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Breaking the rules

To begin with a confession: I like breaking the rules… I should not say that, not as somebody working in public administration and not as a German.. So I will qualify this a bit: I like breaking the rules from time to time and as long as nobody is harmed. Even that is not easy in Germany where many people seem to like rules for their own sake and not because they establish a certain mechanism (e.g. how to file a complaint), to prevent harm (wear masks) or to protect the weaker (stop at pedestrian crossings). Taking the last example there is a certain development even in Germany that when in the middle of the night there is no car one might cross the street even at a red light !

When I lived in Tunisia rules were rather a recommendation. Especially when driving… This is hard to grasp at the beginning, but surprisingly enough after a while you can handle it and it works more or less. I must confess that I did not always like it, but what I liked was the flexibility. If necessary people would stop to let you cross the street even if it was them who had priority (I tried that later back in Germany and was almost run over by a car..). I believe breaking the rules once in a while can bring new insights, makes you risk something or leave your comfort zone. It also provokes reactions by others. Often those reactions are negative and it makes me wonder why people like to stick so much to rules if in that concrete situation they are so obviously unnecessary? Is it because rules give a frame to the cosmic chaos? Something to cling to when everything around you is changing ?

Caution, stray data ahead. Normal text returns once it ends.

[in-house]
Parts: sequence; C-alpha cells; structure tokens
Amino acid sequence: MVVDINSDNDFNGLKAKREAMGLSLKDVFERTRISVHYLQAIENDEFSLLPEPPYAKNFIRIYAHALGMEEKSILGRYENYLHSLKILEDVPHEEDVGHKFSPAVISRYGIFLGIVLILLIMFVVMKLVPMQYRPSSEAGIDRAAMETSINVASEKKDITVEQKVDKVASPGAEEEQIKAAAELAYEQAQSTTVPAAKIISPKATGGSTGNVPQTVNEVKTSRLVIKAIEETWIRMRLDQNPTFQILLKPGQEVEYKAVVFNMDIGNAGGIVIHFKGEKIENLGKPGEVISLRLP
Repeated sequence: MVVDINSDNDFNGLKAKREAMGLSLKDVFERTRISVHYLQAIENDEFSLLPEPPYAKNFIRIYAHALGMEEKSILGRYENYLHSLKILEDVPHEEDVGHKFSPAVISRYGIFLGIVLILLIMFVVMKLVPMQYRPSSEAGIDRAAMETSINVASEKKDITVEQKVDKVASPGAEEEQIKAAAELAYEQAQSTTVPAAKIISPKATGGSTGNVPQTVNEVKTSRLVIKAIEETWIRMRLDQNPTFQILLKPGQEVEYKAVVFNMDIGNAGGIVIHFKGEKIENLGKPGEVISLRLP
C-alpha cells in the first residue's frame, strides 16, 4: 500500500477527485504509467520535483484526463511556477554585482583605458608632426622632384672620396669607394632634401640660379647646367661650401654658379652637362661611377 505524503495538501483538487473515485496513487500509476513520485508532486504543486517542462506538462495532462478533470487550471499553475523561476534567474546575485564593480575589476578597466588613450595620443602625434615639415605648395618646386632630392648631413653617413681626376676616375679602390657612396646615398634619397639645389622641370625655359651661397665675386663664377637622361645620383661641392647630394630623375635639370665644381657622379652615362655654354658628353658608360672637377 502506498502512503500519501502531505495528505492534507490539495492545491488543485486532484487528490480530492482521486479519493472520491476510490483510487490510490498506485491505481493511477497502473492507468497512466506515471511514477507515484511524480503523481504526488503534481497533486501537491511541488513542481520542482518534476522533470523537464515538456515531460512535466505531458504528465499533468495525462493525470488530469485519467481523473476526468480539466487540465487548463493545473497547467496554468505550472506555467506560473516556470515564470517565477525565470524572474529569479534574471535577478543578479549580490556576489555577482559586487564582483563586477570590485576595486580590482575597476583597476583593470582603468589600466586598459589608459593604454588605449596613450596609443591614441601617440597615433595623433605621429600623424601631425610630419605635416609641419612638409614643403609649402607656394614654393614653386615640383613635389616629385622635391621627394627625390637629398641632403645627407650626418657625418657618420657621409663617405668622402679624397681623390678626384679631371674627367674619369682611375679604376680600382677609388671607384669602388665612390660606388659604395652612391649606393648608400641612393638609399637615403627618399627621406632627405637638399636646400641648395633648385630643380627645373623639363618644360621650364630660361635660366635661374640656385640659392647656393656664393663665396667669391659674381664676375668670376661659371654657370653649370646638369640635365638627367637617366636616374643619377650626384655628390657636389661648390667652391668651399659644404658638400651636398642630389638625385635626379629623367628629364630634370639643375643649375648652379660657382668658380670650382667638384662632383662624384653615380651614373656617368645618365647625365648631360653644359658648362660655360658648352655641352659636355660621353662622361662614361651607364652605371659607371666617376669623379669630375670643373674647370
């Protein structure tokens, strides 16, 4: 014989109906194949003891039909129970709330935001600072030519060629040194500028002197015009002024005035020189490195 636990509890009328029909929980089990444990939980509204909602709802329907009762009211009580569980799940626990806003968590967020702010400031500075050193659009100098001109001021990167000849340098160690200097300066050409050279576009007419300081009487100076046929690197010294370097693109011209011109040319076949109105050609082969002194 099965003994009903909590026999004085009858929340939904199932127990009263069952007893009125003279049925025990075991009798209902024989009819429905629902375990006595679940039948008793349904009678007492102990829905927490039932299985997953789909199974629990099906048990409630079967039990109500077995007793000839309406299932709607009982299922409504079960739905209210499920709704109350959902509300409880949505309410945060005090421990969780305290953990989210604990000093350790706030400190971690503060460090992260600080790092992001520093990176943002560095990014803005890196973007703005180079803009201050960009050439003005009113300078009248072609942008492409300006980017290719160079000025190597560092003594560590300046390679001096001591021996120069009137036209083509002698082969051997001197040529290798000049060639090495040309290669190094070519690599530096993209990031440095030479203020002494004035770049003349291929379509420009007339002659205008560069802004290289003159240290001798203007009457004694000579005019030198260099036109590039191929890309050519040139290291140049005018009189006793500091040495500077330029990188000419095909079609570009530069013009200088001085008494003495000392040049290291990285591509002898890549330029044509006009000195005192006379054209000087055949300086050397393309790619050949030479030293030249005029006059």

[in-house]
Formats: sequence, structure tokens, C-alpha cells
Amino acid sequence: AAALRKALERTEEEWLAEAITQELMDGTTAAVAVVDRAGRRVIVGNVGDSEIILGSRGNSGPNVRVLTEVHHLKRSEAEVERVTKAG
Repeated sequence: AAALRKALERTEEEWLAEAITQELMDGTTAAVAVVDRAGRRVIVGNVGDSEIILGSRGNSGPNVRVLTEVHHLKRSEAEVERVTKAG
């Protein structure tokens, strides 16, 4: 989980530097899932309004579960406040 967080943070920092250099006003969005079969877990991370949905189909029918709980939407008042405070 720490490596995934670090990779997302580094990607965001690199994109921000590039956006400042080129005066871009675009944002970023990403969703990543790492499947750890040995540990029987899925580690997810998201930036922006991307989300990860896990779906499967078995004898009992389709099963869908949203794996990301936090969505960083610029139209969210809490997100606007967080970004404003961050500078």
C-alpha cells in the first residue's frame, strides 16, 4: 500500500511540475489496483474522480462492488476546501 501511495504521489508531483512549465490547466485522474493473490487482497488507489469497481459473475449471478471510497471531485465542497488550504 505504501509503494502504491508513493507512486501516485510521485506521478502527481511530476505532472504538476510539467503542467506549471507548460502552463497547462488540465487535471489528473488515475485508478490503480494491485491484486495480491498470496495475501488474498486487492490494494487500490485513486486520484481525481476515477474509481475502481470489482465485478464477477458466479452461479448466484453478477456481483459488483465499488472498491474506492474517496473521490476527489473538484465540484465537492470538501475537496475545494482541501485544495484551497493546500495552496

Woods on fire

Turning to photography – every lecture about composition teaches the rule of thirds, the golden ratio etc. Those are important to create a certain balance and harmony in a picture that pleases the human eye. The same is true for other rules: take a short shutter speed to have a sharp image. Use an open aperture for blurring the background in a portrait etc. etc. With these rules you can make good pictures. Sometimes boring ones.

So inspired among others by the photographers Freeman Patterson and Guy Tal I decided to break the rules a bit while going out on a lovely spring walk swinging my camera. Yes, swinging! I used the small Fuji F100X – it is safe to swing it around. It was an experiment since I did not want to take another nice flower picture. My hope was to express the feeling of spring: lavishly blossoming flowers, abundance of colours and scents, greening of the woods. What came out of it was very surprising. It feels like an exhibition of impressionist paintings! Join me on that walk by clicking on the images to view the gallery:a

Enjoy the spring time!


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